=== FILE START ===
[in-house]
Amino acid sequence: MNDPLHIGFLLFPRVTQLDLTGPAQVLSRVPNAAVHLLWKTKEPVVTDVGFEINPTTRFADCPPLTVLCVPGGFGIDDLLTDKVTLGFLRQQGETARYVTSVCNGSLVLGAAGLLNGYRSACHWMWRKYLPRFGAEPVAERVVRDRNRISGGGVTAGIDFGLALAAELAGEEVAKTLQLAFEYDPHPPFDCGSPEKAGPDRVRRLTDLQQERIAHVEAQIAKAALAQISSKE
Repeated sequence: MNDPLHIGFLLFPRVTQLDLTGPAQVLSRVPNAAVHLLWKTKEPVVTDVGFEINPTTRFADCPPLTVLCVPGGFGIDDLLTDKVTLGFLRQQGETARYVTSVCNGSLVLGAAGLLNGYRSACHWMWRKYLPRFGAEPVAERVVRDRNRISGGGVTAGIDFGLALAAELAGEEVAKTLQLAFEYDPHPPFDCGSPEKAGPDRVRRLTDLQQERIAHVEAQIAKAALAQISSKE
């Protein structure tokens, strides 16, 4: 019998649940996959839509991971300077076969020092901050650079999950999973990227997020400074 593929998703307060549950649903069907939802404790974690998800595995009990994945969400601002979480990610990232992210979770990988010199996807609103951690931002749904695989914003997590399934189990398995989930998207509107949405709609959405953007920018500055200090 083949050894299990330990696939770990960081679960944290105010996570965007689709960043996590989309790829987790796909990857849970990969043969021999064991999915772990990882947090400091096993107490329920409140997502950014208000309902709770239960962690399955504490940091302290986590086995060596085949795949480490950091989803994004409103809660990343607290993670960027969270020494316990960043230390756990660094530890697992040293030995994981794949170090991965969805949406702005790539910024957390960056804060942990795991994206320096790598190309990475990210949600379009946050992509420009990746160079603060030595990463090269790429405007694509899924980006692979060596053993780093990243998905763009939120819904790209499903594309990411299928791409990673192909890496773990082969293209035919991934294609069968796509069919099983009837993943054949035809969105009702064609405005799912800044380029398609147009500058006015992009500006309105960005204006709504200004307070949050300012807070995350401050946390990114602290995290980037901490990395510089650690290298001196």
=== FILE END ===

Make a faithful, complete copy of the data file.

[in-house]
Amino acid sequence: MNDPLHIGFLLFPRVTQLDLTGPAQVLSRVPNAAVHLLWKTKEPVVTDVGFEINPTTRFADCPPLTVLCVPGGFGIDDLLTDKVTLGFLRQQGETARYVTSVCNGSLVLGAAGLLNGYRSACHWMWRKYLPRFGAEPVAERVVRDRNRISGGGVTAGIDFGLALAAELAGEEVAKTLQLAFEYDPHPPFDCGSPEKAGPDRVRRLTDLQQERIAHVEAQIAKAALAQISSKE
Repeated sequence: MNDPLHIGFLLFPRVTQLDLTGPAQVLSRVPNAAVHLLWKTKEPVVTDVGFEINPTTRFADCPPLTVLCVPGGFGIDDLLTDKVTLGFLRQQGETARYVTSVCNGSLVLGAAGLLNGYRSACHWMWRKYLPRFGAEPVAERVVRDRNRISGGGVTAGIDFGLALAAELAGEEVAKTLQLAFEYDPHPPFDCGSPEKAGPDRVRRLTDLQQERIAHVEAQIAKAALAQISSKE
């Protein structure tokens, strides 16, 4: 019998649940996959839509991971300077076969020092901050650079999950999973990227997020400074 593929998703307060549950649903069907939802404790974690998800595995009990994945969400601002979480990610990232992210979770990988010199996807609103951690931002749904695989914003997590399934189990398995989930998207509107949405709609959405953007920018500055200090 083949050894299990330990696939770990960081679960944290105010996570965007689709960043996590989309790829987790796909990857849970990969043969021999064991999915772990990882947090400091096993107490329920409140997502950014208000309902709770239960962690399955504490940091302290986590086995060596085949795949480490950091989803994004409103809660990343607290993670960027969270020494316990960043230390756990660094530890697992040293030995994981794949170090991965969805949406702005790539910024957390960056804060942990795991994206320096790598190309990475990210949600379009946050992509420009990746160079603060030595990463090269790429405007694509899924980006692979060596053993780093990243998905763009939120819904790209499903594309990411299928791409990673192909890496773990082969293209035919991934294609069968796509069919099983009837993943054949035809969105009702064609405005799912800044380029398609147009500058006015992009500006309105960005204006709504200004307070949050300012807070995350401050946390990114602290995290980037901490990395510089650690290298001196």